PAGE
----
Ils (Them) (2007)

themDirectors Moreau and Palud’s “Ils (Them),” is an unnerving and spooky horror entry almost in the vein of “The Strangers,” and “Last House on the Left,” that sets down on the countryside where hooded beings are terrorizing the locals and tourists. Clementine and Lucas go away for the weekend to their country home for holiday, and after a night of dinner and love making learn that they’re being terrorized by an endless group of hooded individuals who engage in a rather horrific game of cat and mouse.

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The Invitation (2016)

invitation2016I will say for the record to avoid any and all spoilers about “The Invitation,” because Karyn Kusama’s film is a masterpiece that deserves an audience with the ability to soak in the full weight of the experience. Kusama’s “The Invitation” is one of the most competently made and mesmerizing horror thrillers I’ve seen so far this year. It’s a haunting and disturbing look at the unbearable pain of grief, and how so many are incapable of dealing with it that it allows for a predator to prey on them without fail.

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I Am Street Fighter: 25 Years of Inspiration (2012)


I have nothing but love for “Street Fighter,” one of the greatest, if not the greatest fighting video game ever made. My first contact with it was during my elementary school days when I’d pass by the arcade cabinet residing outside of a local auto shop. There was always someone playing it, but I would look over their shoulder and see what the game was. Later on I learned to love the “Street Fighter II” on the Super Nintendo and I’ve had an interest in its universe for many years. “Street Fighter II” set the template for pretty much every fighting game ever consumed by mass audiences, and is still a brilliant fighter based around strategy and quick timing.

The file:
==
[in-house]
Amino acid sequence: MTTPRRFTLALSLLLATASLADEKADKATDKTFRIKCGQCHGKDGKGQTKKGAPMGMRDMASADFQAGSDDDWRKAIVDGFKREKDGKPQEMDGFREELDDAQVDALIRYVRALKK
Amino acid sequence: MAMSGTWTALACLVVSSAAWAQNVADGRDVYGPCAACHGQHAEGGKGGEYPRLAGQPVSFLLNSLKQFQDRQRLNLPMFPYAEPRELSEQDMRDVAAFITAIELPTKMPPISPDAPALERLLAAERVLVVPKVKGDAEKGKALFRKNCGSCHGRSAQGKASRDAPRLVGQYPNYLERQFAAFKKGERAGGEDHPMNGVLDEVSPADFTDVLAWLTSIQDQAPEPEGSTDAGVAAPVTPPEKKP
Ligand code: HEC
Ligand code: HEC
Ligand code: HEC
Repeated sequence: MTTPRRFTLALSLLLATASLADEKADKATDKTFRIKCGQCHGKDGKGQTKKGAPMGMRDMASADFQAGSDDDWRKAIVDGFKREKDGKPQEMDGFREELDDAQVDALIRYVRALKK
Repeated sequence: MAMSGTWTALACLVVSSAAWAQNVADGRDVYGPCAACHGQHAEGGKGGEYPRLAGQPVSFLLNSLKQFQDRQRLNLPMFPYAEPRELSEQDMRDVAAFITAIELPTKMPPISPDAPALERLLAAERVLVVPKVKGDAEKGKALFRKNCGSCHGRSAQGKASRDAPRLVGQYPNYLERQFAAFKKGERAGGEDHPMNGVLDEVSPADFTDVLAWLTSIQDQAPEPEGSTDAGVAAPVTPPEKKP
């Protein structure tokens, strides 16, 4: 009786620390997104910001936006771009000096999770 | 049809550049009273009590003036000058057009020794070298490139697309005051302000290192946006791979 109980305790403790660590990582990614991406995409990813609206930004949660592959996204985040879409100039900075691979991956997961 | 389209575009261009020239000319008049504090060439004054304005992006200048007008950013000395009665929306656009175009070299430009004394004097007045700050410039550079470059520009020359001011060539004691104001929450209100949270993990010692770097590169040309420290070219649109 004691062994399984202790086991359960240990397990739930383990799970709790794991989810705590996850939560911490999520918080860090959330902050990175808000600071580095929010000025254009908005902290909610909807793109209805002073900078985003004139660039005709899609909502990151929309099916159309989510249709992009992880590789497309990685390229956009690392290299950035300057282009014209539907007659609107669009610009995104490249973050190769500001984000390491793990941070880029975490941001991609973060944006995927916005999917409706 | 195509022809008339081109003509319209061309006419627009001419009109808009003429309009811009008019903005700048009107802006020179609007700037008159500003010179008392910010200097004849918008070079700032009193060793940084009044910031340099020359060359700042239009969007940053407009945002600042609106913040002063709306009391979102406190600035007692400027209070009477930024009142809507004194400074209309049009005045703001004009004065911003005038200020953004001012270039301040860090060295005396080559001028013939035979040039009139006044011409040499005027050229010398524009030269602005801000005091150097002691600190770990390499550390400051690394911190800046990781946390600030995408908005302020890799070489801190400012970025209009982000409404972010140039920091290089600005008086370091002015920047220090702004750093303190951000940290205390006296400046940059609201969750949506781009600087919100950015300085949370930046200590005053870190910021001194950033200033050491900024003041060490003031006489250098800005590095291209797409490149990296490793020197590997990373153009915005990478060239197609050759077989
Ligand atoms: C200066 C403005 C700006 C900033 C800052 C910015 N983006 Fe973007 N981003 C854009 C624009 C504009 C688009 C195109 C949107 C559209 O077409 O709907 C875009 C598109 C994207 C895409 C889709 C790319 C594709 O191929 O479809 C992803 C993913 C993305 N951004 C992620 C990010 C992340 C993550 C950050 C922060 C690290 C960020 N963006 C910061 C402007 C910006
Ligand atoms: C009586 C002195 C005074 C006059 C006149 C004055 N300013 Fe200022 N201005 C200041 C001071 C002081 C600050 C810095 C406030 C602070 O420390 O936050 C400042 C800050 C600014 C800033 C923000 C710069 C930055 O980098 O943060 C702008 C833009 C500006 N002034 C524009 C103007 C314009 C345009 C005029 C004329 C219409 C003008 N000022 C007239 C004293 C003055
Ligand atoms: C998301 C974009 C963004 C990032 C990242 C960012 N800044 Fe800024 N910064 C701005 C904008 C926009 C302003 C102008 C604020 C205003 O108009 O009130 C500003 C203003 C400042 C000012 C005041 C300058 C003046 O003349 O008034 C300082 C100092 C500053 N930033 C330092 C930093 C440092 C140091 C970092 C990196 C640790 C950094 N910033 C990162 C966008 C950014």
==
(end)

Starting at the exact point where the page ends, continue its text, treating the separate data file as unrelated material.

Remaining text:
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The Intern (2015) [Blu-Ray/DVD/Digital]

internRobert DeNiro gets a lot of crap for basically losing the drive and just giving up and starring in any film he can get a role in. Granted, those arguments are valid, but in films like “The Intern” there’s at least some of the fine actor we once knew and will always know even after DeNiro has passed on. DeNiro has something of a twinkle and spark in “The Intern” where he conveys a lot of the charm we know him for. I don’t know if he was really just phoning it in the entire time, but in “The Intern” he plays the role well and works off of the potential sitcom trappings director Nancy Meyer tries to peg him in to.  DeNiro plays seventy something Ben Whittaker, a man who’s lived a long life with a good career, and has lost his wife years before we meet him.

He’s spent the rest of his time travelling around the world and getting in touch with his son, but is still very restless. Hoping for a new chapter in life, Ben enters a work program for a dot com company that’s specifically hiring senior citizens. When he gets the job, he begins working under Jules, an ambitious young woman on the verge of forming a media empire who finds her marriage and relationship with her daughter crumbling under the weight of her success. With Ben garnering some sympathy toward Jules’ dilemma, the two bond as Ben tries to help Jules garner some clarity, while gaining insight in to her stressful life. Surely, it’s a movie like “About Schmidt” about a senior citizen looking for a life after his marriage, but the movie is less about the meaningless of life, and more about how character Ben doesn’t have it so bad.